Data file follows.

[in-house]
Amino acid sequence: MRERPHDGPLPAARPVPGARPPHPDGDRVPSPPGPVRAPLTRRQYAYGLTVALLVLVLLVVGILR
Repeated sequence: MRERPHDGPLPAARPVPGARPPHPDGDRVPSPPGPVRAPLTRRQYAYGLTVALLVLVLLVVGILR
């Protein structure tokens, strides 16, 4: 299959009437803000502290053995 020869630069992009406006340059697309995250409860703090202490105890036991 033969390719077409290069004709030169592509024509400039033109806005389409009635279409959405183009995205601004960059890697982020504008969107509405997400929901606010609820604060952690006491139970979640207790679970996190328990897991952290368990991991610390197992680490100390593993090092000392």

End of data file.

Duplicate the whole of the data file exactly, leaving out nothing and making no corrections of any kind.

[in-house]
Amino acid sequence: MRERPHDGPLPAARPVPGARPPHPDGDRVPSPPGPVRAPLTRRQYAYGLTVALLVLVLLVVGILR
Repeated sequence: MRERPHDGPLPAARPVPGARPPHPDGDRVPSPPGPVRAPLTRRQYAYGLTVALLVLVLLVVGILR
């Protein structure tokens, strides 16, 4: 299959009437803000502290053995 020869630069992009406006340059697309995250409860703090202490105890036991 033969390719077409290069004709030169592509024509400039033109806005389409009635279409959405183009995205601004960059890697982020504008969107509405997400929901606010609820604060952690006491139970979640207790679970996190328990897991952290368990991991610390197992680490100390593993090092000392």